We Are Gay UK

Majority of LGBT+ questioned do not think the word Queer as an umbrella term is appropriate

In a poll, by THEGAYUK sixty percent of LGBTs answered that they did not think that the word “queer” as an umbrella term was appropriate.

The majority of LGBT+ people questioned in a recent poll by THEGAYUK revealed that people do not think the term “queer” is appropriate as an umbrella term for the community. The poll, which was made available on Twitter, was answered by over 500 people.

The word queer has increasingly become prevalent as an umbrella term to describe LGBT+ people over the past three decades however many in the community find the word triggering and offensive.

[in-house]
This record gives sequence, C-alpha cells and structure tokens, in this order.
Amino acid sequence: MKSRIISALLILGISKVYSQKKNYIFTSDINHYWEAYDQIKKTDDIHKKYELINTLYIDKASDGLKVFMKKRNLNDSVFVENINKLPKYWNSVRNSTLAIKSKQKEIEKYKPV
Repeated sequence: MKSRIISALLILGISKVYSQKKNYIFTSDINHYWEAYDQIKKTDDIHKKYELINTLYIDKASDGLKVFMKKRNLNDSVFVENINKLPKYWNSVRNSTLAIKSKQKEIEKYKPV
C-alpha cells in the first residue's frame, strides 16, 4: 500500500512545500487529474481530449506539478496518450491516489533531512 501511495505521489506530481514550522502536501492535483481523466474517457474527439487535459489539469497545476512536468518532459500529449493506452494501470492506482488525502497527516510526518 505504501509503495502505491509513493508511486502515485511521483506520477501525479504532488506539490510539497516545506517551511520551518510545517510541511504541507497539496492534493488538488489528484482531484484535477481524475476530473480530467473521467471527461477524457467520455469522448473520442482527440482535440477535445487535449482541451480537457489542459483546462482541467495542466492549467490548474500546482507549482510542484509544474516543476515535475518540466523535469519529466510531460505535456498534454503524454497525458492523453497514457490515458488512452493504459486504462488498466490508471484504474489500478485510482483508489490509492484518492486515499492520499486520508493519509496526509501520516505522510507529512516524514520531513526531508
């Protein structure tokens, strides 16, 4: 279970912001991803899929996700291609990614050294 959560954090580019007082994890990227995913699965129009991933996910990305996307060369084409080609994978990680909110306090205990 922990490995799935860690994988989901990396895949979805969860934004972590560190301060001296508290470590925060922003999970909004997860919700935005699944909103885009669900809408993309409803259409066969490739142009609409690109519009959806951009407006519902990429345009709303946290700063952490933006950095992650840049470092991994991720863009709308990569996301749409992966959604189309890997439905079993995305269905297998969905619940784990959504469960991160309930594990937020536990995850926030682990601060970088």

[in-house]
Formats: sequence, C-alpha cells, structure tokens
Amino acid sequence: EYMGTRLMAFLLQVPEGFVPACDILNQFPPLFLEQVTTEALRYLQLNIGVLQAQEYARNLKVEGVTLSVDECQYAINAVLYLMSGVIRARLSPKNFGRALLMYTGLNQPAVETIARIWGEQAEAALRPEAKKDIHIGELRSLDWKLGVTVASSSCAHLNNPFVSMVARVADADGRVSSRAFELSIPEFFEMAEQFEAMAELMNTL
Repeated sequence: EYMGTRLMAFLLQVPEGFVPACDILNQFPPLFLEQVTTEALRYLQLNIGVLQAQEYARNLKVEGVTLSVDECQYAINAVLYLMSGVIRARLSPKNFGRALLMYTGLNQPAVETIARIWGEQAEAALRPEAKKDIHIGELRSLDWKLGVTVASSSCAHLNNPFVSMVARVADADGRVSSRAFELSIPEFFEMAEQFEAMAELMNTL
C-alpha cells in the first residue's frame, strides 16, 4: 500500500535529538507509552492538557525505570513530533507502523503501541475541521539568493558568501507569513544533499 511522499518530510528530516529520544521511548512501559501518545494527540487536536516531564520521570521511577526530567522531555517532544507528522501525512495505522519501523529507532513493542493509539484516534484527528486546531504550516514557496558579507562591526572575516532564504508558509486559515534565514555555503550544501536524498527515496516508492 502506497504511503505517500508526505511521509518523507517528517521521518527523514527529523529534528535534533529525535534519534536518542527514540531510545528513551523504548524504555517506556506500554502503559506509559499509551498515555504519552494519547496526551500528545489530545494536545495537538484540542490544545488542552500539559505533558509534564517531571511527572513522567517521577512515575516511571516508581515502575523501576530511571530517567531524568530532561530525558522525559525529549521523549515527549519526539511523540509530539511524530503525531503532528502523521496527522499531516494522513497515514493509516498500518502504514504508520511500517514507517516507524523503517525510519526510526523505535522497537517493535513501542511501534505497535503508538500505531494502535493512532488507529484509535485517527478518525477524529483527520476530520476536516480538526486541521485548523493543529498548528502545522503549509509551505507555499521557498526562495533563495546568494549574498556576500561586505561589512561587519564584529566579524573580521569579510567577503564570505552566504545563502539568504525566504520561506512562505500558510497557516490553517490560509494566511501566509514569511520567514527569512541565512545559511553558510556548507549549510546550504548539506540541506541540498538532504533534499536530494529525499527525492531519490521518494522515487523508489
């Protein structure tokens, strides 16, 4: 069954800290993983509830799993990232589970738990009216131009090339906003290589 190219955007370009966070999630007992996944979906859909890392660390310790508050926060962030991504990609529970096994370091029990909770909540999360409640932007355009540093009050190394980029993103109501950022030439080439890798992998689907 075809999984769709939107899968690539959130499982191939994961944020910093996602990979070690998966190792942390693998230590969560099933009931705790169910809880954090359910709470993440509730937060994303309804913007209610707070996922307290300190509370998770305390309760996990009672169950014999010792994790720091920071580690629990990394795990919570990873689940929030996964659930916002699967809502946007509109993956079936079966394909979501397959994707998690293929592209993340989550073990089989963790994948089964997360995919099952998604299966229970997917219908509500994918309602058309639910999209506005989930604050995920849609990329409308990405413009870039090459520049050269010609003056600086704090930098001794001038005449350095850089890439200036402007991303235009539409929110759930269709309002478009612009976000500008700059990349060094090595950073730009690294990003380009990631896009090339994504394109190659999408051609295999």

In a separate poll, the majority of people questioned (fifty-three percent) also found that non-LGBT organisations, such as the BBC, National Theatre, National Trust and the Tate Gallery that use the word “queer” to promote its programming of LGBT+ content was also inappropriate.

“A label given to LGBT+ by Bigots”

The word queer has a controversial history and is listed in the dictionary as an informal offensive noun to describe gay men. It was first used to mean homosexual in the late 19th century. It was used in a pejorative and offensive manner. Since the 1980s the term has developed to include people outside of homosexuality, but who fall outside of heterosexual norms.


Many people still find the word offensive




Others were happy for the term to be used by other people, but didn’t find that the word defined them.




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